Ariel Tian, Contributor, Pingping Yu, Contributing Translator
One night in the eighth century, in the grand royal palace of the Tang Dynasty, the Emperor is drinking under the full moon. Chang’an, the world’s first true metropolis and the capital of his vast empire, is now quietly resting in the glowing moonlight. Half drunk, the Emperor raises his cup to pay his respects to the moon. He drinks and then lies back to get more comfortable, soon drifting off to sleep.
Suddenly a group of heavenly maidens fly out of the moon and land on the white marble bricks of his courtyard. The Emperor isn’t sure if he is dreaming. The Lady of the Moon, who leads the fairies, gestures to him invitingly. Then she flies towards the moon, taking the Emperor along with her!
When the moon draws near, a beautiful palace emerges where they land. The fairies start to dance, accompanied by the most beautiful melody the Emperor has ever heard. Forgetting himself, the Emperor starts dancing to the heavenly music.
The next thing he knows, he is at his palace again. The Emperor can’t tell if it was all just a dream, but the music that fascinated him is still ringing in his ears. An avid lover of music and arts, the Emperor quickly writes down the tune, or the half that he can recall, and names it “The Melody of Rainbow Skirts and Feather Robes.”
This is a story passed down through history from the court of Emperor Xuanzong. A court dance was later created to the tune to imitate the fairies’ beautiful movements. The best dancer, of course, was the Emperor’s beloved consort Yang Yuhuan, one of the four Great Beauties of Chinese history. The graceful dance of Yuhuan became the inspiration of numerous songs, poems, and stories for thousands of years to come. Though the music and dance were both lost to history, you can find a beautiful representation of this legendary episode in Shen Yun’s 2013 production, The Emperor Journeys to the Moon.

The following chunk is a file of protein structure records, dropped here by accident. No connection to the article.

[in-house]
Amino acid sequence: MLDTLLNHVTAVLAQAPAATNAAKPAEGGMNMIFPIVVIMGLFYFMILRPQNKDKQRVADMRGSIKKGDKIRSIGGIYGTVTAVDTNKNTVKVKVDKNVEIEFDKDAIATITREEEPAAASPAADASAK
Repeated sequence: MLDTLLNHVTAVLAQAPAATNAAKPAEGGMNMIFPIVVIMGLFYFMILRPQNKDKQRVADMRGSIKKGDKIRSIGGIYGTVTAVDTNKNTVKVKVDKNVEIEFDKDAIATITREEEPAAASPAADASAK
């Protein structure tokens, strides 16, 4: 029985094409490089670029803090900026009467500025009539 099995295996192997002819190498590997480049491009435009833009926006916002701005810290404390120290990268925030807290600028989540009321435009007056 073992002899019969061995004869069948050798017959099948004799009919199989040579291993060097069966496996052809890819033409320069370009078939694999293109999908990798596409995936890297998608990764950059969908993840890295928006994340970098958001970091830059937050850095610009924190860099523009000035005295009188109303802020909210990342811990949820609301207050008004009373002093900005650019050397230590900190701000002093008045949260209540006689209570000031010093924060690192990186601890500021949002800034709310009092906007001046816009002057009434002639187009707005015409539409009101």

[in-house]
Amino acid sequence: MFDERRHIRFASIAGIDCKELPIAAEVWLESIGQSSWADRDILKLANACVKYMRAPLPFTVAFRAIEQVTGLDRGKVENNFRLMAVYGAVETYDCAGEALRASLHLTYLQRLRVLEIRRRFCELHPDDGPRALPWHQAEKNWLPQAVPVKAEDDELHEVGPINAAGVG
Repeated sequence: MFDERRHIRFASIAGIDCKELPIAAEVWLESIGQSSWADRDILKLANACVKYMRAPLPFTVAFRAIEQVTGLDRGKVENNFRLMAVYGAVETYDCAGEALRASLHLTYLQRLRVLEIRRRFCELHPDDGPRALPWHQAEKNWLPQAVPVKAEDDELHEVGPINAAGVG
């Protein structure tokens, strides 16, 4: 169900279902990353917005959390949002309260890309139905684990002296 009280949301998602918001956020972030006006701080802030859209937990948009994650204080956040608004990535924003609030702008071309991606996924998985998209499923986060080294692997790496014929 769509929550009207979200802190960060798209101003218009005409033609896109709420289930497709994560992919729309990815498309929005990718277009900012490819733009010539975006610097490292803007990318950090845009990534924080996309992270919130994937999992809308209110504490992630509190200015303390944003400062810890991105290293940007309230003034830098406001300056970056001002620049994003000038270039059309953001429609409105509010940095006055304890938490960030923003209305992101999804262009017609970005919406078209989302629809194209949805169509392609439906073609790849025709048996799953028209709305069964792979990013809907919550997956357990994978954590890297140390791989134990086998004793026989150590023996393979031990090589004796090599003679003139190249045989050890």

The Tang Dynasty was the golden age in China’s 5,000-year history. In addition to its vast size, economic prosperity, advanced technology and global influence, the Tang empire is also known as an era of high artistic achievements and spiritual richness. Buddhism, Taoism, and Confucianism all flourished and coexisted in harmony, along with newly imported belief systems brought by large numbers of foreign visitors and immigrants.
The ladies of the Tang royal court were a perfect embodiment of that age. Elegant, virtuous, confident, and playful at times, the Tang ladies found in ancient artifacts bear a unique aura. Their aesthetic was bolder than the dynasties before and after, maybe because the blood of the northern Xianbei nomads was still running through their veins. What did the Tang ladies look like? They had elaborate makeup in a wide variety of styles; tall hair buns in various shapes artfully decorated with jewelry and large flowers; decorative facial patterns and stickers made with colorful paper, flowers, gold foils, or even a variety of creative materials like dragonfly wings.
However, the most admired element of their beauty was their attire. Inspired by heavenly beings, the dresses of the ladies of the Tang Dynasty were characterized by silky broad-sleeved robes and long Ru skirts. The unique arched necks and high waistlines above the chest influenced the fashion styles across Asia at the time. (The high waistlines bear a striking resemblance to Britain’s Regency Era dresses made famous in Jane Austen books and movies.)
Such elements also inspired Shen Yun designers to create the Tang leather collections. Made with genuine European leather and crafted using traditional techniques, the purses in this collection are characterized by an elegant arch that resembles the neckline of the Tang dresses, while the totes also feature expandable side panels that spread out like the Tang ladies’ wide sleeves